America in general, reflected the Brazilian Force Technological Center in Sao Jose dos that, with the success of denuclearization in
military’s determination to pursue an au- Campos.5 It now appears this group actu- Latin America, the industrialized countries
tarkic style of development that would not ally began secretly to prepare deep wells for do not maintain strong discriminatory ex
tie Brazil to the international economy. testing nuclear explosives in the distant port policies. President Clinton’s new non
Second, the military government ar- state of Para in northern Brazil. proliferation policy, for example, says the
gued that adherence to the NPT would pre- The fear among the military that the United States “will not oppose” programs
vent development of nuclear explosives for emerging non-proliferation regime could in Japan and Western Europe that continue
peaceful purposes, an argument soon dis- constrain technological development in the to produce plutonium (a weapons-usable
material) for civilian use, but will seek to
discourage such activity in “regions of in
stability and high prospective risk.”
If Latin America is considered such a
region, this discriminatory policy under
mines the efforts of those in the region who
have been arguing against the develop
ment of a nuclear weapon option in their
home countries. Although restrictive ex
port policies did not prevent India from
detonating a nuclear device in 1974, or pre
vent Iraq (and possibly other countries)
from going a long way toward obtaining
nuclear weapons, it is reasonable for ex
porting countries not to abet plutonium
separation and use. But a more acceptable
policy for the United States and other in
dustrialized countries to pursue would be
one that discouraged the reprocessing of
spent fuel to produce plutonium every
where, not just in “regions of instability.”6
3 The Role of Democracy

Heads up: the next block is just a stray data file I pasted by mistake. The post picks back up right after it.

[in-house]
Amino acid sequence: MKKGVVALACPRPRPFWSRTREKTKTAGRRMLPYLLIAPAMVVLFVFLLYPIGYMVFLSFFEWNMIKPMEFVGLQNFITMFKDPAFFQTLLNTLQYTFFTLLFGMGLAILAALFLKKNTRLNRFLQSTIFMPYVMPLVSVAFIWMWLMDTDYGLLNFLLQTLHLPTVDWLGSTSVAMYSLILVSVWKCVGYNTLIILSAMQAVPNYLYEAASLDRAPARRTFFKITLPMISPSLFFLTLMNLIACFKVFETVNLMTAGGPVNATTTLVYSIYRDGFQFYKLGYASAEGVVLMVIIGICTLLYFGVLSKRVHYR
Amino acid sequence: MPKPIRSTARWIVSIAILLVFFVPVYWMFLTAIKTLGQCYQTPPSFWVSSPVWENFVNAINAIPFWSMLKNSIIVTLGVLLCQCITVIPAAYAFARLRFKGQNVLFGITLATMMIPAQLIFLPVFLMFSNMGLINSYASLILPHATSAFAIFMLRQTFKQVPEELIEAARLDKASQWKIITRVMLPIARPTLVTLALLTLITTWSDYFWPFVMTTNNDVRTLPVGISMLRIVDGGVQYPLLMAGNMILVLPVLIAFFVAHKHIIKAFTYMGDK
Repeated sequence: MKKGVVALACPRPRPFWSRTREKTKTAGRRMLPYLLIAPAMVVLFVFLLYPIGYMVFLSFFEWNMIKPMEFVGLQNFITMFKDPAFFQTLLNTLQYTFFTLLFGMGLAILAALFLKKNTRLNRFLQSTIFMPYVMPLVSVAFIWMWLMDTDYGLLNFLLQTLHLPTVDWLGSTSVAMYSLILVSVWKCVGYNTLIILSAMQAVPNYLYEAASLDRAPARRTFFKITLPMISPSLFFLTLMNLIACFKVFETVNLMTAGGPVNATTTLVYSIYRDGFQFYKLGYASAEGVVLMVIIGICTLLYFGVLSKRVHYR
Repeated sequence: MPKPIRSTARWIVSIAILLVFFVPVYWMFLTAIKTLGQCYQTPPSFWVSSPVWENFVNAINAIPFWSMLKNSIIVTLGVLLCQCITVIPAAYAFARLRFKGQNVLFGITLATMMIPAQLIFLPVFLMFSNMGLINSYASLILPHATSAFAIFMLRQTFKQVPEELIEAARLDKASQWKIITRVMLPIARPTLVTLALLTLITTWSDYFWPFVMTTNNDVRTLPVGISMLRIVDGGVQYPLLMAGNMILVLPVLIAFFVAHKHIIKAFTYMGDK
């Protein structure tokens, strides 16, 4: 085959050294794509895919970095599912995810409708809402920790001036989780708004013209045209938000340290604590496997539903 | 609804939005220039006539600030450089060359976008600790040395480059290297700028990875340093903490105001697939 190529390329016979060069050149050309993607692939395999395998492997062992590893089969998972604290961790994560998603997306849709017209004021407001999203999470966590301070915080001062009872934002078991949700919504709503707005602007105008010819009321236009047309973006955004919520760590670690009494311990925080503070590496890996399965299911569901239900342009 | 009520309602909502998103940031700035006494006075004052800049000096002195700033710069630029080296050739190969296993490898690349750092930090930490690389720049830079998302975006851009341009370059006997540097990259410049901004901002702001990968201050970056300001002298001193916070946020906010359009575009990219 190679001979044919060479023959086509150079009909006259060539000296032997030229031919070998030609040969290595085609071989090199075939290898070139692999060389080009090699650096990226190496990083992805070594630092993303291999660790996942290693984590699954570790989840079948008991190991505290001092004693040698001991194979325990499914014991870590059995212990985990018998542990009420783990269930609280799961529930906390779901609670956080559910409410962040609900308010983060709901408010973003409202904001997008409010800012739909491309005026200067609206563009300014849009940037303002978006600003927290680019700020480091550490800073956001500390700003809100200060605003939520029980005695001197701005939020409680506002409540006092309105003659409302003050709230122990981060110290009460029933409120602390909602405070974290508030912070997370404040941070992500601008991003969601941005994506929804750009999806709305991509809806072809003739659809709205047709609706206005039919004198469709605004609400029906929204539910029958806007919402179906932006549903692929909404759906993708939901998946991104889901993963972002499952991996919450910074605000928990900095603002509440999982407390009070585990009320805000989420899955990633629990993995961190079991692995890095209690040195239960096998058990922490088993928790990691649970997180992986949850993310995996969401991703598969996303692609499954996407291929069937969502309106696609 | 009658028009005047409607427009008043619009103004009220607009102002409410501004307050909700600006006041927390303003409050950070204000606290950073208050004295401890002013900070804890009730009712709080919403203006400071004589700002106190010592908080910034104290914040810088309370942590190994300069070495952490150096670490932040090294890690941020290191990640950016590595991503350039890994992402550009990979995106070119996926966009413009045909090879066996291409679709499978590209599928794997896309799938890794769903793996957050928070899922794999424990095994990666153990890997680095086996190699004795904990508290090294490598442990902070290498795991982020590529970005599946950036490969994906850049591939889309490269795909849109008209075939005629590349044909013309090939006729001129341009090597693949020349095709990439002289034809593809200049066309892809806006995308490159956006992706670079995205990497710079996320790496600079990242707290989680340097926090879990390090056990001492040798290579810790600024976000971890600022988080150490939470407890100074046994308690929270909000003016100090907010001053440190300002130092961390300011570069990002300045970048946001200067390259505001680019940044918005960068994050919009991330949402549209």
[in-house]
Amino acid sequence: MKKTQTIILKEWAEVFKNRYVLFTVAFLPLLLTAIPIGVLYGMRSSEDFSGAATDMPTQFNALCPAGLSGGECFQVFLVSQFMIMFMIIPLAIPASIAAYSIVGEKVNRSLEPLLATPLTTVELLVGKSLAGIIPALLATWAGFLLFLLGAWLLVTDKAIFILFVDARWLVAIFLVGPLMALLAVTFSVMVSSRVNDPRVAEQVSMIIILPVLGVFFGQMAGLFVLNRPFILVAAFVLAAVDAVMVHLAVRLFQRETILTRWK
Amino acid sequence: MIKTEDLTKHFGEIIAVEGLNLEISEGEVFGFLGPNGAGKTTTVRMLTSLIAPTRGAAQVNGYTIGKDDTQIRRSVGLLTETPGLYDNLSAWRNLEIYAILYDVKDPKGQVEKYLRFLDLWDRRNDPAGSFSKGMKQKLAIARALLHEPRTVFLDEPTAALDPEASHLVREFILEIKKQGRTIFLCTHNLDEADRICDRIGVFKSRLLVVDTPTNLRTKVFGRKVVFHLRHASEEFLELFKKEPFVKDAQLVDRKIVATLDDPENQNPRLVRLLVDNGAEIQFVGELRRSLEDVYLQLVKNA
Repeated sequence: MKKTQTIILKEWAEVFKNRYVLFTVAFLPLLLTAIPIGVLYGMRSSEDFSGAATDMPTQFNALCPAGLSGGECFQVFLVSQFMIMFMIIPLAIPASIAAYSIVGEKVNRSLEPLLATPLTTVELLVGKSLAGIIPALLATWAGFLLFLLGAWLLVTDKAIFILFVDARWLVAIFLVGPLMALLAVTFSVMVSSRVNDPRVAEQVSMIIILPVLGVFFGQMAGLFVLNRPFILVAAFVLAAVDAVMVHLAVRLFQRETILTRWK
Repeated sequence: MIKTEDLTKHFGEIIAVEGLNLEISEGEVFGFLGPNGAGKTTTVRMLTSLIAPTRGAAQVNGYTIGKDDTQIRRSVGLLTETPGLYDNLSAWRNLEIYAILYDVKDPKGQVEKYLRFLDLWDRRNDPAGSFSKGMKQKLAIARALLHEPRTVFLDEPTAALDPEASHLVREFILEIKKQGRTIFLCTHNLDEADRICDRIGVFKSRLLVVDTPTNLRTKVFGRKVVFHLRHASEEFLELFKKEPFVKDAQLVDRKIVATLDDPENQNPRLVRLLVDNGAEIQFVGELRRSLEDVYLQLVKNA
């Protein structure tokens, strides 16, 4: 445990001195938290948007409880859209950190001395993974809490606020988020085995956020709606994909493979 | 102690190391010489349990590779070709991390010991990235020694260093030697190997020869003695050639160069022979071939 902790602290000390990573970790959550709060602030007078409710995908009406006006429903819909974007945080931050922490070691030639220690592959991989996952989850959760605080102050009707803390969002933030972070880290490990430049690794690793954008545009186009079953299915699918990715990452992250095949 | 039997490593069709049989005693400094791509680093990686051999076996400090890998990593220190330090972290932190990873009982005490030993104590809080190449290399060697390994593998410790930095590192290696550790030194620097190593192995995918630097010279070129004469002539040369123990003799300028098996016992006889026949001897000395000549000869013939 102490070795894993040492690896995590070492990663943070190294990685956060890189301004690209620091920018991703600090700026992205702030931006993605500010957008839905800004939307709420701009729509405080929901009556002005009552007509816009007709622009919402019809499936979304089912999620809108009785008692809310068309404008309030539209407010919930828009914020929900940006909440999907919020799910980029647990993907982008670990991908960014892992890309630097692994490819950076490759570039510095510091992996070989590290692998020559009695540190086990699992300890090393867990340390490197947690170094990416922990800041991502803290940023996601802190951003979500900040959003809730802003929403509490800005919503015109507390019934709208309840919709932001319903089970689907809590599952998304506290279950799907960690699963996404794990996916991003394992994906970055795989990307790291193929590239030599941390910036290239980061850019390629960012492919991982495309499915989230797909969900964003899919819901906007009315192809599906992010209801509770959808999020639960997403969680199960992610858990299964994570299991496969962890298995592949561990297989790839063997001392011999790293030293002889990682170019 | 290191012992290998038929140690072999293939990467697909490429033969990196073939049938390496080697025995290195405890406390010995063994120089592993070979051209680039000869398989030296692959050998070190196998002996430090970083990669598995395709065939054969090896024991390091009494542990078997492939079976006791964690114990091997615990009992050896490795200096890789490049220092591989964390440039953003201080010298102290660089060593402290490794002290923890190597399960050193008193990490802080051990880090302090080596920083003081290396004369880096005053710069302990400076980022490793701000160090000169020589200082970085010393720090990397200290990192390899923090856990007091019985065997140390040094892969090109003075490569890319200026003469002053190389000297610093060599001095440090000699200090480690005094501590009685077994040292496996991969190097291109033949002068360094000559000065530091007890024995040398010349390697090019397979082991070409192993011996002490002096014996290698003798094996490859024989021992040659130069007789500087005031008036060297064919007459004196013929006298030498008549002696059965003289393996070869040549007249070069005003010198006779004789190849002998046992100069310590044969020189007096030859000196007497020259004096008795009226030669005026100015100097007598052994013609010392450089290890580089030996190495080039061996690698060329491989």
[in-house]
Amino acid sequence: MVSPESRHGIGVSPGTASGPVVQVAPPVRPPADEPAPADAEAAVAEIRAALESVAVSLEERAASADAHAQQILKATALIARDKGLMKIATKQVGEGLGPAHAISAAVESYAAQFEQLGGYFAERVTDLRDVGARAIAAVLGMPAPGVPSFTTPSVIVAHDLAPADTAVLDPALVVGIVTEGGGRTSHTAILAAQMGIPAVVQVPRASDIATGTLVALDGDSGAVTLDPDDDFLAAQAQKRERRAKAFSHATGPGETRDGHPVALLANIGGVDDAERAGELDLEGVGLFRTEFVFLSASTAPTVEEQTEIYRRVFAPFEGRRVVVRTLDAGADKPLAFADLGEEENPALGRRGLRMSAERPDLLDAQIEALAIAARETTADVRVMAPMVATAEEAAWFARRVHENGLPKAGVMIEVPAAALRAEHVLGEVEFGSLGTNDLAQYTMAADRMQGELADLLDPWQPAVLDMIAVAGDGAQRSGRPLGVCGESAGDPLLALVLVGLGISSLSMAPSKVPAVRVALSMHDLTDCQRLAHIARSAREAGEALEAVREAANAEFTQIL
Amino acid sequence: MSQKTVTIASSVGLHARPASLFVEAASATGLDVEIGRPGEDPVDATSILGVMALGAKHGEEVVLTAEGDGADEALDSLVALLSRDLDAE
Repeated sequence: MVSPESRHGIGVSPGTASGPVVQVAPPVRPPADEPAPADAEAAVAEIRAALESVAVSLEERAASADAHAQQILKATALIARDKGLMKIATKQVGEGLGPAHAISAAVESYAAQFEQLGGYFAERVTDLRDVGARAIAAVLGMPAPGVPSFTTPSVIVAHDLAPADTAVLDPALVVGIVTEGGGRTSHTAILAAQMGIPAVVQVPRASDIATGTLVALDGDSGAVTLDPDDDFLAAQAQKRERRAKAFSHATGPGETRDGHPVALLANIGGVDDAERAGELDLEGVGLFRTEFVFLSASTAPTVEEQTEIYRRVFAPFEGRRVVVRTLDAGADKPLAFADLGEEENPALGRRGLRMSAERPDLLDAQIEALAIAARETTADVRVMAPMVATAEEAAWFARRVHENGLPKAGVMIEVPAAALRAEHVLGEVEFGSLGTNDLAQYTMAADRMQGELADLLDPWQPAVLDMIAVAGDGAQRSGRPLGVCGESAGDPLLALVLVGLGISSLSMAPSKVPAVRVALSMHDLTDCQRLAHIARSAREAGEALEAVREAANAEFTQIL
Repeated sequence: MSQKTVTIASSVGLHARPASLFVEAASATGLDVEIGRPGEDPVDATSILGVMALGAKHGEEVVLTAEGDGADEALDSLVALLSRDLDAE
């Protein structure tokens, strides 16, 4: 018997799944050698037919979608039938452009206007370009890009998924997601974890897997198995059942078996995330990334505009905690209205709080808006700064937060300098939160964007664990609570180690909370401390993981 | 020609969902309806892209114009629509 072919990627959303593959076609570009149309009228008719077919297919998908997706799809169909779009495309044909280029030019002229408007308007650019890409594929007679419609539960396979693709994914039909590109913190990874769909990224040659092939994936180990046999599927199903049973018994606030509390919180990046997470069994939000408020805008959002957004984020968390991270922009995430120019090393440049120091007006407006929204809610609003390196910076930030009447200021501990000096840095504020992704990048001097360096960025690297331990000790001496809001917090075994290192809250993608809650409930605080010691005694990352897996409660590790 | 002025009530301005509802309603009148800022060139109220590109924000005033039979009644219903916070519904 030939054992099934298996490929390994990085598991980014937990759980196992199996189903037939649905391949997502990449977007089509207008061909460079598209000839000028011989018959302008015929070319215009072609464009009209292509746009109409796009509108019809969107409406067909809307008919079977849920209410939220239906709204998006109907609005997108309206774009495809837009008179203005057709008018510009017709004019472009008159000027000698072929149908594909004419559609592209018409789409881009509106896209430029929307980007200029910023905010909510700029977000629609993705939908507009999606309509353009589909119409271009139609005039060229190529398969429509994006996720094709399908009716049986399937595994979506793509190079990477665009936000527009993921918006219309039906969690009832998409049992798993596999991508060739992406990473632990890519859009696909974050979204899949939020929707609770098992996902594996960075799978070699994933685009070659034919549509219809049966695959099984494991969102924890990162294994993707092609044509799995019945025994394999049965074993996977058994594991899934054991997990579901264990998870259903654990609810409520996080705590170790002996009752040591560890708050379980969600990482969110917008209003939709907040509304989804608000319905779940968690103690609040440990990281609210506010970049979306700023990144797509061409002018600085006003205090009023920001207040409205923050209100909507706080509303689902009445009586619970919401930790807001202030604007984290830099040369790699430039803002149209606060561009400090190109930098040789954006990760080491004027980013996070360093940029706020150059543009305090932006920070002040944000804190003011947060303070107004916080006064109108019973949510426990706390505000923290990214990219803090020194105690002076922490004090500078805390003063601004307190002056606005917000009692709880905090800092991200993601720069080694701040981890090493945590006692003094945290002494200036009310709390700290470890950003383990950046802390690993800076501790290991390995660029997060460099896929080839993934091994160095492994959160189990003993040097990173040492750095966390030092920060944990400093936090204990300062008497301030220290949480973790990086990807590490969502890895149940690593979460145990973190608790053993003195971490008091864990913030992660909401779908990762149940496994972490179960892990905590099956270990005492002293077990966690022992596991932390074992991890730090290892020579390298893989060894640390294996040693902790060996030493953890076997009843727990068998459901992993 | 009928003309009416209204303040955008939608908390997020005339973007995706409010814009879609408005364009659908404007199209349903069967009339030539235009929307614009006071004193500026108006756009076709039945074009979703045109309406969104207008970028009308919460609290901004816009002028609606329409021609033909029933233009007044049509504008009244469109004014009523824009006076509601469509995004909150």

President Fernando Collor de Mello (center) and President
Argentine President Carlos Saul Menem Two general characteristics
of nuclear
shake hands with International Atomicshake
Energy Agency (IAEA) Director General
Hans Blix programs in Brazil during
the period of
on December
13,1991, December
after signing ceremonies for the Quadripartite Agreement
in Vienna, which authoritarian government (1964-1985)
their countries with the IAEAtheir
and the Brazilian-Argentine Agency
for Accounting and Control opened the way for a definite
change of
Materials in a comprehensive
safeguards agreement.
in the public and in Congress on
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nuclear matters. First, the civilian nuclear In 1980, a meeting at the presidential activity in the national territory will only be
program for the production of electricity palace between the president and the presi- admitted for peaceful purposes, and ap
was very seriously mismanaged and ran dent of the Brazilian Association for the proval in the Congress.”7 This language,
into heavy opposition from many sectors of Progress of Science signalled the govern- which is rather strong, was preferred over
society. Second, the military nuclear pro- ment’s willingness to begin a constructive an even stronger proposal which stated that
gram, or “parallel program,” which was dialogue on nuclear policy with the “dissi- “Brazilian participation is forbidden in pro
conducted under stringent secrecy, gave dent” scientists. jects leading to the development of nuclear
rise to strong suspicions inside and out of Other factors further discredited the weapons.” Nevertheless, the fact that an
the country that it was designed to produce idea of nuclear reactors as a solution to article was inserted in the Brazilian consti
nuclear weapons. Brazil’s electricity production problems. tution forbidding non-peaceful nuclear ac
The commercial civilian nuclear pro- For one, the Westinghouse reactor, which tivities is quite extraordinary,
gram in Brazil was started in 1968 with the started operating around 1980, proved to be The conditions were therefore set for
construction of a 624-megawatt (electric) an unreliable source of electricity, because the president of Brazil and some of the
light water reactor (purchased from West- it had frequent breakdowns and long peri- ministers of the civilian government
inghouse) on the ocean shore midway be
tween Sao Paulo and Rio de Janeiro. The
reactor soon became a cause for concern
due to problems with the foundations of the “Bilateral OV regional Systems of accounting (Mil
control such as the one established by Argentina and
in the case of an accident. Despite these Brazil might not be considered entirely trustworthy
problems, in 1975 the military government . .i r * n� …